What I find most frustrating is economic obfuscation and how statistics are manipulated to sell a paradigm. In a nutshell, lying leads to a misallocation of resources and therefore handicaps us in the future. The sustainable output of fracking is debatable, decline rates on wells are not publicised, it is highly subsidised through tax breaks and the environmental effects are unknown and more than likely, lethal. Courtesy of Andy Hall at Astenback Capital Management:
The speed with which an interim agreement was reached with Iran was unexpected. Equally unexpected was the immediate relaxation of sanctions relating to access to banking and insurance coverage. This will potentially result in an increase in Iranian exports of perhaps 400,000 bpd. Beyond that it is hard to predict what might happen. The next set of negotiations will certainly be much more difficult. The fundamental differences of view that were papered over in the recent talks need to be fully resolved and that will be extremely difficult to do. Also, Iran’s physical capacity to export much more additional oil is in doubt because its aging oil fields have been starved of investment.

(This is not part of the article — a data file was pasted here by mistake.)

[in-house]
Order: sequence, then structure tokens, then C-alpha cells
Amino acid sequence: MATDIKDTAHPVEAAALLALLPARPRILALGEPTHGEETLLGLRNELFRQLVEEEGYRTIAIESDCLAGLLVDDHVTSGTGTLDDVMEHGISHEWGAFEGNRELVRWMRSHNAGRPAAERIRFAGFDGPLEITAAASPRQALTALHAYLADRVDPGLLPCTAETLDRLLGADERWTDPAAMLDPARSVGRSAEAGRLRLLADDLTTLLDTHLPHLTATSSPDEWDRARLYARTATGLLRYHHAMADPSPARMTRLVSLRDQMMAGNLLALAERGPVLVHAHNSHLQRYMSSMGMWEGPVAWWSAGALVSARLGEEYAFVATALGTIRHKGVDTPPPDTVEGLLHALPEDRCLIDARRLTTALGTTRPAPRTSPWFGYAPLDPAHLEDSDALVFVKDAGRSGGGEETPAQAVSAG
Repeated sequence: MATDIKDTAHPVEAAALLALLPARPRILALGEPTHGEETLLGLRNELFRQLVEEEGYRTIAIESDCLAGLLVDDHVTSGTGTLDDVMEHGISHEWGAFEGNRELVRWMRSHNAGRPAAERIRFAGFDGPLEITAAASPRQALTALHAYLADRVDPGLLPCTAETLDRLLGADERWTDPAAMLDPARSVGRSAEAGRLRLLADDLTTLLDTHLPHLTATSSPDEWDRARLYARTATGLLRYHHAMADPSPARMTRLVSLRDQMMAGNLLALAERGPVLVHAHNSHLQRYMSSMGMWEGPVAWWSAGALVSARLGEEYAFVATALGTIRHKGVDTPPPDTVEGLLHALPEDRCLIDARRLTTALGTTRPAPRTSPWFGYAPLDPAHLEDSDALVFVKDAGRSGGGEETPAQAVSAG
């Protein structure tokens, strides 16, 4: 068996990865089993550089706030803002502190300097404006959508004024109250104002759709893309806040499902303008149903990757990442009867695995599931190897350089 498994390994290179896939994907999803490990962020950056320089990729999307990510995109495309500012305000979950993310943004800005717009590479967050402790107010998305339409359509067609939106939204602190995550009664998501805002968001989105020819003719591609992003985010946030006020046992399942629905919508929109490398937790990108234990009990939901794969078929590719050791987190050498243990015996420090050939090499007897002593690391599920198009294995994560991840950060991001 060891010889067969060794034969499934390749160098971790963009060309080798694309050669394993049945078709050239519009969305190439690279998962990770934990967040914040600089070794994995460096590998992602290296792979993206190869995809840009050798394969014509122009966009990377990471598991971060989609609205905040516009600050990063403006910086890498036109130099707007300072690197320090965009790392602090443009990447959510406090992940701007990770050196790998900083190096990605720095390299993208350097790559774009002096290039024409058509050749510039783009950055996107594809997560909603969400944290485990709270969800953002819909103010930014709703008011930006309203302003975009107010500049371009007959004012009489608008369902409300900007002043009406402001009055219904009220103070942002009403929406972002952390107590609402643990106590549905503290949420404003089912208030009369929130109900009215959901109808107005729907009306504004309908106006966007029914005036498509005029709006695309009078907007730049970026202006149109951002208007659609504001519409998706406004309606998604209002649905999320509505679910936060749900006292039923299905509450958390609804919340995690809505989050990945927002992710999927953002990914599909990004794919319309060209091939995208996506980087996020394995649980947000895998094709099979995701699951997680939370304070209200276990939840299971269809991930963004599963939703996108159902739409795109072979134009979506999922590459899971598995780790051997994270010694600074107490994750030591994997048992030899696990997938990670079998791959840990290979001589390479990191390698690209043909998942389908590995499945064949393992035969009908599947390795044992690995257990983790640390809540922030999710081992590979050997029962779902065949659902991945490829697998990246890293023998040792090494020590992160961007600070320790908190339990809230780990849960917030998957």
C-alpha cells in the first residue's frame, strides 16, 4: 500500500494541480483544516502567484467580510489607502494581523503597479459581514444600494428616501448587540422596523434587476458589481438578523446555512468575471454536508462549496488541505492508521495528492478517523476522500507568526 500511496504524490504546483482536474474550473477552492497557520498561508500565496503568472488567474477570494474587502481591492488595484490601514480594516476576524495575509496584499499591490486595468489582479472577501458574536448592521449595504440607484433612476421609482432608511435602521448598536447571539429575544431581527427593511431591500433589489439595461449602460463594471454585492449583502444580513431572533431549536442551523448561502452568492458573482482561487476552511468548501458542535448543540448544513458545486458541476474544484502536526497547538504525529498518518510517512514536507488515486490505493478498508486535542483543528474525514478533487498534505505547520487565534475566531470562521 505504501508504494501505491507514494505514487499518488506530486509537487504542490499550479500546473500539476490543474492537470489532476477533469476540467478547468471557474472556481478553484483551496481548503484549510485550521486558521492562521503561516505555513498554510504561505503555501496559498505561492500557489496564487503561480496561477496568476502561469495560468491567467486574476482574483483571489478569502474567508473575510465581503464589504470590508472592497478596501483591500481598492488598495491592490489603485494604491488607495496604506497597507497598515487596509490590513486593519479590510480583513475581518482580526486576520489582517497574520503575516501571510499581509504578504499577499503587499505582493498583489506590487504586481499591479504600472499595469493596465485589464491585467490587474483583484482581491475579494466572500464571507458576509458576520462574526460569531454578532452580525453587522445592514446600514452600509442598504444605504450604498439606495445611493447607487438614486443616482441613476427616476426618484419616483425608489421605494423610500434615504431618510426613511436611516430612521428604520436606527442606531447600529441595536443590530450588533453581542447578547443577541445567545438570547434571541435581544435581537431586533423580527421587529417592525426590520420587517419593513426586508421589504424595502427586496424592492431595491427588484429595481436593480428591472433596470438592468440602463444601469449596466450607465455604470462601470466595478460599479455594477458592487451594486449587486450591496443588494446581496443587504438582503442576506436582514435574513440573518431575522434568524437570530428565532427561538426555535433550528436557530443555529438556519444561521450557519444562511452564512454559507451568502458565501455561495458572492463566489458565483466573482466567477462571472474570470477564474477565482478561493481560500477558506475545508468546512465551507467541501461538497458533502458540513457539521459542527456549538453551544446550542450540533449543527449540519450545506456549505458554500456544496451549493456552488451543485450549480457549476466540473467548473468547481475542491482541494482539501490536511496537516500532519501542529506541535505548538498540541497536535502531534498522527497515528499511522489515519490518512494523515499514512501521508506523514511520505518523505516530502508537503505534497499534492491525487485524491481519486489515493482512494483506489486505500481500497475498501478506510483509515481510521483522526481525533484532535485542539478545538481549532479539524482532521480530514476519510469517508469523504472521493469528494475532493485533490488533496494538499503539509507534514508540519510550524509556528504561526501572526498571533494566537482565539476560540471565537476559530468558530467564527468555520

As to Libya, it seems unlikely that things will get better there anytime soon. The unrest and political discontent seems to be worsening. Whilst some oil exports are likely to resume – particularly from the western part of the country (Tripolitania), overall levels of oil exports from Libya in 2014 will be well below those of 2013. Continue reading